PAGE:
Shenshan was mending clothes with a needle and thread. Dongshan asked, “What are you doing?”
Shenshan said, “Mending.”
Dongshan asked, “How are you mending?”
Shenshan said, “One stitch is like the next.”
Dongshan exclaimed, “We’ve been traveling together for twenty years now, and you can still say such a thing! How is this possible?”
Shenshan asked, “How do you mend?”
Dongshan said, “As if the whole earth were spewing flames.”
3. Do it completely
A student asked Dongshan, “When cold and heat come, how can we avoid them?”
Dongshan said, “Why don’t you go to the place where there is no cold or heat?”
The student asked, “What’s the place without cold or heat?”
Dongshan said, “When it’s cold, the cold kills you. When it’s hot, the heat kills you.”
4. Do less
Dongshan was sweeping one day when a monastic said to him, “Work, work, work—all you do is work.”
Dongshan replied, “I do it for another.”
“Why don’t you get that other to do it for himself?”
“Because he has no hands.”
5. Put space between things
Touzi said, “You’ve hit a barrier and can’t find your way home. If you go forward you’ll fall into the hands of the angry gods. If you retreat you’ll slip into the hell of the hungry ghosts. If you go neither forward nor backward, you’ll drown in dead water. What do you do?”
6. Devote time to sitting
Meditation in the midst of chaos is a thousand times better than meditation in the midst of stillness and silence.
7. Smile and serve others
One day, while Nanquan was living in a little hut in the mountains, a strange monk visited him just as he was preparing to go out to work in the fields. Nanquan welcomed him, saying, “Please make yourself at home. Cook anything you’d like for your lunch, then bring some of the leftover food to me. The path outside leads directly to my work place.”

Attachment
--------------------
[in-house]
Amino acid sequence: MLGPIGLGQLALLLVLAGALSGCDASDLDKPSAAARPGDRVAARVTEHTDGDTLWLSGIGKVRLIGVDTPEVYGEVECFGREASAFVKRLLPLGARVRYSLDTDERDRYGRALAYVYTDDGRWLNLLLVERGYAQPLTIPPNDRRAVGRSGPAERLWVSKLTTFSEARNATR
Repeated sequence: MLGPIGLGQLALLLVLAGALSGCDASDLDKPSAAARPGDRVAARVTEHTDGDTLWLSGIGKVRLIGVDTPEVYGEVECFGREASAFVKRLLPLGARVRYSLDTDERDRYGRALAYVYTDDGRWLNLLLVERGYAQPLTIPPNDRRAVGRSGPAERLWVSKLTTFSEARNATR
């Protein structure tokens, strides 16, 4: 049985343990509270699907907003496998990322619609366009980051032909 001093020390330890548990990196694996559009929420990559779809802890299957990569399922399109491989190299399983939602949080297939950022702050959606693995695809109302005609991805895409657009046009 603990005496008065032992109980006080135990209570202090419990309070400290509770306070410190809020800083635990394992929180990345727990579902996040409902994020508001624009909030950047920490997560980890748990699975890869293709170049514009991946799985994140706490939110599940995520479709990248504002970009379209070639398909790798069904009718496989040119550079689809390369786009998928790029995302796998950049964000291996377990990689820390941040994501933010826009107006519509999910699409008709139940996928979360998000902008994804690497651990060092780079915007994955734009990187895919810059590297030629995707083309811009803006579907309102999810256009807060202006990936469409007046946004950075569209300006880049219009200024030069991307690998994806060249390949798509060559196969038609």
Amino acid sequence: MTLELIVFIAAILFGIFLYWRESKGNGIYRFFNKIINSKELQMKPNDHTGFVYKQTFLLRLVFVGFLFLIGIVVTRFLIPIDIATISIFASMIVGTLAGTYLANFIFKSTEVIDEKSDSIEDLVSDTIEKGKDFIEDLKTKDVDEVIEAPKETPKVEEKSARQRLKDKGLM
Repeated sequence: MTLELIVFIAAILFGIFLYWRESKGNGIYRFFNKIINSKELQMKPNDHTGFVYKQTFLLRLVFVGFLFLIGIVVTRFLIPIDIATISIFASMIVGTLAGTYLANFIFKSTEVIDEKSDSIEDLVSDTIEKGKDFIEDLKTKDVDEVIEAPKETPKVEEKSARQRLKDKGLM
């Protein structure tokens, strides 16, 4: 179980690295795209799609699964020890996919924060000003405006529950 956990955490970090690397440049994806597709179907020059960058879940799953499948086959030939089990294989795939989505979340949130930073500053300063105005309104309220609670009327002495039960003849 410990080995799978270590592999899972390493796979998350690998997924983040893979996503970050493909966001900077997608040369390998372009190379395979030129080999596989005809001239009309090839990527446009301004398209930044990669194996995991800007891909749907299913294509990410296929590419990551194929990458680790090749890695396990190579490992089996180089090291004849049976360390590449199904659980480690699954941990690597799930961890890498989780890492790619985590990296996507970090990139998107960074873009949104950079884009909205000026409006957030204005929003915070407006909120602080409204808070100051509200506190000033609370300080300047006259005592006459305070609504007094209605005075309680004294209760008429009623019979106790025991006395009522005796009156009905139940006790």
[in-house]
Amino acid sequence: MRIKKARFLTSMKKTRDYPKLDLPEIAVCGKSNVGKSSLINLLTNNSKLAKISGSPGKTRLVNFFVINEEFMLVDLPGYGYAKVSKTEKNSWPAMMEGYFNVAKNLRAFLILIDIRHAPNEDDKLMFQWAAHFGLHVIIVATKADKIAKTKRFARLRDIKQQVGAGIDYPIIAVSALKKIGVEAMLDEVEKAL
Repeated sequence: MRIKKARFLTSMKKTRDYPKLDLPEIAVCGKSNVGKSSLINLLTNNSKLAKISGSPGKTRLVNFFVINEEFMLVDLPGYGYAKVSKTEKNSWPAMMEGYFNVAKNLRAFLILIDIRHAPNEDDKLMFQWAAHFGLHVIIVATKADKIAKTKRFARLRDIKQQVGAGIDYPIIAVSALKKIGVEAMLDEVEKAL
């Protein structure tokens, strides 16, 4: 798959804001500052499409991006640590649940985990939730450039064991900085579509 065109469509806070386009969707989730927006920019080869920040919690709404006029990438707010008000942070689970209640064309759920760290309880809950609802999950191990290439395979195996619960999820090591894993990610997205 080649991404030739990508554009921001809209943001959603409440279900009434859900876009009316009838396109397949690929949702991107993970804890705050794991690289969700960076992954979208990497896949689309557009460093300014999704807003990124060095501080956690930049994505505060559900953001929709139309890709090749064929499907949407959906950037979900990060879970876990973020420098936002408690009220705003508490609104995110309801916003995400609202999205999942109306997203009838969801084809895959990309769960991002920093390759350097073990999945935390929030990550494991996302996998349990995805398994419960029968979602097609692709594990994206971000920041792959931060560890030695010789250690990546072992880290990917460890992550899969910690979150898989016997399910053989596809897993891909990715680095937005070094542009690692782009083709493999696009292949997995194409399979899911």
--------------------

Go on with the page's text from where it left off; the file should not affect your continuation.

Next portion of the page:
Nanquan worked hard until the evening but the monk never came, so he returned home very hungry. The stranger had cooked and enjoyed a good meal by himself, then thrown out the leftovers and broken the cooking pot and all the utensils. He discovered the monk sleeping peacefully in the empty hut, and as soon as Nanquan lay down to go to sleep himself, the monk got up and left without a word.
Years later Nanquan told his disciples this story, saying, “He was such a good monk. I miss him even now.”
8. Make cooking and cleaning become a meditation
Seijo lived alone with her son, and eventually she came to study Zen in earnest. Her meditation ripened, and true doubt solidified in her mind. She would meditate all day and forget to cook, so that when her son came home he had nothing to eat. The neighbors used to take pity on him and feed him.
One day when her son came home, Seijo asked him, “Whose son are you?”
Her son was startled and asked, “Mom, have you lost your mind?”
“Yes,” she replied.
It went on for several days like this when suddenly she had an awakening.
9. Think about what is necessary
"Nothing will do. What do you do?" This is the fundamental koan, the koan that is the common denominator of the thousands of koans.
10. Live simply
Baizhang asked, “What is the crucial thing about this practice?”
Great Master Ma replied, “It’s just the place where you let go of your life.”